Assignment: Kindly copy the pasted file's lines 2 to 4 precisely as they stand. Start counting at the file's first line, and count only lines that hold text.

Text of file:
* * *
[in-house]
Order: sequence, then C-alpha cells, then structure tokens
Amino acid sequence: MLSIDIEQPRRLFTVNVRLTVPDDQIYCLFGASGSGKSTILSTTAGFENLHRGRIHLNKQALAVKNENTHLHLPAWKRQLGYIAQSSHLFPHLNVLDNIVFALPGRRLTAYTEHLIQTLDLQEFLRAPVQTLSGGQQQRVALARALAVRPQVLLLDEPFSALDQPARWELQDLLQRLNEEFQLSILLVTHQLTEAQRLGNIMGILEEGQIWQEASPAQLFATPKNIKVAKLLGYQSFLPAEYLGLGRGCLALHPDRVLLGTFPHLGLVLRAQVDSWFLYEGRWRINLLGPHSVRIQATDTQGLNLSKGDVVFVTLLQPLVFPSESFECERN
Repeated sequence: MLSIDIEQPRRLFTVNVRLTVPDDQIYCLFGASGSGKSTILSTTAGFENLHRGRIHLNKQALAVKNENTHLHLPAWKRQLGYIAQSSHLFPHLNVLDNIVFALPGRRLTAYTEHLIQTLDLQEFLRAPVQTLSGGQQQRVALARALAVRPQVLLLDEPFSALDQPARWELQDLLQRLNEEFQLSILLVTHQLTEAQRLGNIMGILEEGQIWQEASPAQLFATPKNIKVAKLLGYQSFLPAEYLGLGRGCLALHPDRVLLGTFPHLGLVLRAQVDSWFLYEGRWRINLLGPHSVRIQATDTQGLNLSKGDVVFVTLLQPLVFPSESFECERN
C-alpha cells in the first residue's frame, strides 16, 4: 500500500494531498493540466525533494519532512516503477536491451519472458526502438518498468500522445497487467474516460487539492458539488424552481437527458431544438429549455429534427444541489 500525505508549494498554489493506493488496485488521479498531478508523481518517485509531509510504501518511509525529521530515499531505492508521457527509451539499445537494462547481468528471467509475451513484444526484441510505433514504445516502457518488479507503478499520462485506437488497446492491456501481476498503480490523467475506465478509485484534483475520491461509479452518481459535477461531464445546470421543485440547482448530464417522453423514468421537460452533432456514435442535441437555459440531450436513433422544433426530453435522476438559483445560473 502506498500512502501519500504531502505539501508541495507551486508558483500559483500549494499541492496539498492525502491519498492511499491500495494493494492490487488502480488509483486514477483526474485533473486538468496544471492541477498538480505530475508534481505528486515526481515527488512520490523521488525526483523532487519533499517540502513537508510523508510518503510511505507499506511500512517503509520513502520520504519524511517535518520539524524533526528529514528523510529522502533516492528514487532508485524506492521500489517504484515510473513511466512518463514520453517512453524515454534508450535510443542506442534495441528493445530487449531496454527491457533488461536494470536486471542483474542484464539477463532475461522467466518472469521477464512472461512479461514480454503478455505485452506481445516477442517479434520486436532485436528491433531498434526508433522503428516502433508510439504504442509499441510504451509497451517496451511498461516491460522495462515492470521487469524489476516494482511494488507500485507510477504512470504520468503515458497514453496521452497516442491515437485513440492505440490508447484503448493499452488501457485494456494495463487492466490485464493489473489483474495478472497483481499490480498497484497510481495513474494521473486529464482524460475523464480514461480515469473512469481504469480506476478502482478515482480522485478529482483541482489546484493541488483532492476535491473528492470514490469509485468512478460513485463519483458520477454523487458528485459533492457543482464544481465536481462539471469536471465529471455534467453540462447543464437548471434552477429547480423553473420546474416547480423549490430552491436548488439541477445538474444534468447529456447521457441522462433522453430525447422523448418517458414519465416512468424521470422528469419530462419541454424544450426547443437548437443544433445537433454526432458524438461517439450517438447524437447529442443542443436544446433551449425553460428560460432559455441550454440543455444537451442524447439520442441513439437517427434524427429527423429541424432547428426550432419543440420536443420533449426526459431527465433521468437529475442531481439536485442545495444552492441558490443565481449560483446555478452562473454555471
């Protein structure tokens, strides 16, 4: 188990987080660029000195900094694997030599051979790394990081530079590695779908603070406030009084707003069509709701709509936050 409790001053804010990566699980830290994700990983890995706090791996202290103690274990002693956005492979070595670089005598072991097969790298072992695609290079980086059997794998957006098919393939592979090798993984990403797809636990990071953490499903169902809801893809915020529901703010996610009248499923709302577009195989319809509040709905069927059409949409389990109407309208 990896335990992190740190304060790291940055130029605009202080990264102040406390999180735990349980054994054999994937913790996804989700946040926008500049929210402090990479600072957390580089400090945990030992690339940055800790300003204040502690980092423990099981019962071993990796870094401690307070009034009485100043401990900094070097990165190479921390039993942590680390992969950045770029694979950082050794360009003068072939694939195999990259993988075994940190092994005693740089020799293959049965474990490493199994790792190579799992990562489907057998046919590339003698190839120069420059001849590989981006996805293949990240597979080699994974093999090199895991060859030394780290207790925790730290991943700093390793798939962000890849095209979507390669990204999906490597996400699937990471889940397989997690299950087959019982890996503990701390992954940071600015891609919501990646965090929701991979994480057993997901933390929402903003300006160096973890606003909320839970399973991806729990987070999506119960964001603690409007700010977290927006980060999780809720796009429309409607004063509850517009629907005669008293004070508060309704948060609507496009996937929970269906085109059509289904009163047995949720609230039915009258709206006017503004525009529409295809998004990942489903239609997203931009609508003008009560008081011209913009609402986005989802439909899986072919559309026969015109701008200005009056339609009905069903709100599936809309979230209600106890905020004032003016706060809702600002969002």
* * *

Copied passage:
Order: sequence, then C-alpha cells, then structure tokens
Amino acid sequence: MLSIDIEQPRRLFTVNVRLTVPDDQIYCLFGASGSGKSTILSTTAGFENLHRGRIHLNKQALAVKNENTHLHLPAWKRQLGYIAQSSHLFPHLNVLDNIVFALPGRRLTAYTEHLIQTLDLQEFLRAPVQTLSGGQQQRVALARALAVRPQVLLLDEPFSALDQPARWELQDLLQRLNEEFQLSILLVTHQLTEAQRLGNIMGILEEGQIWQEASPAQLFATPKNIKVAKLLGYQSFLPAEYLGLGRGCLALHPDRVLLGTFPHLGLVLRAQVDSWFLYEGRWRINLLGPHSVRIQATDTQGLNLSKGDVVFVTLLQPLVFPSESFECERN
Repeated sequence: MLSIDIEQPRRLFTVNVRLTVPDDQIYCLFGASGSGKSTILSTTAGFENLHRGRIHLNKQALAVKNENTHLHLPAWKRQLGYIAQSSHLFPHLNVLDNIVFALPGRRLTAYTEHLIQTLDLQEFLRAPVQTLSGGQQQRVALARALAVRPQVLLLDEPFSALDQPARWELQDLLQRLNEEFQLSILLVTHQLTEAQRLGNIMGILEEGQIWQEASPAQLFATPKNIKVAKLLGYQSFLPAEYLGLGRGCLALHPDRVLLGTFPHLGLVLRAQVDSWFLYEGRWRINLLGPHSVRIQATDTQGLNLSKGDVVFVTLLQPLVFPSESFECERN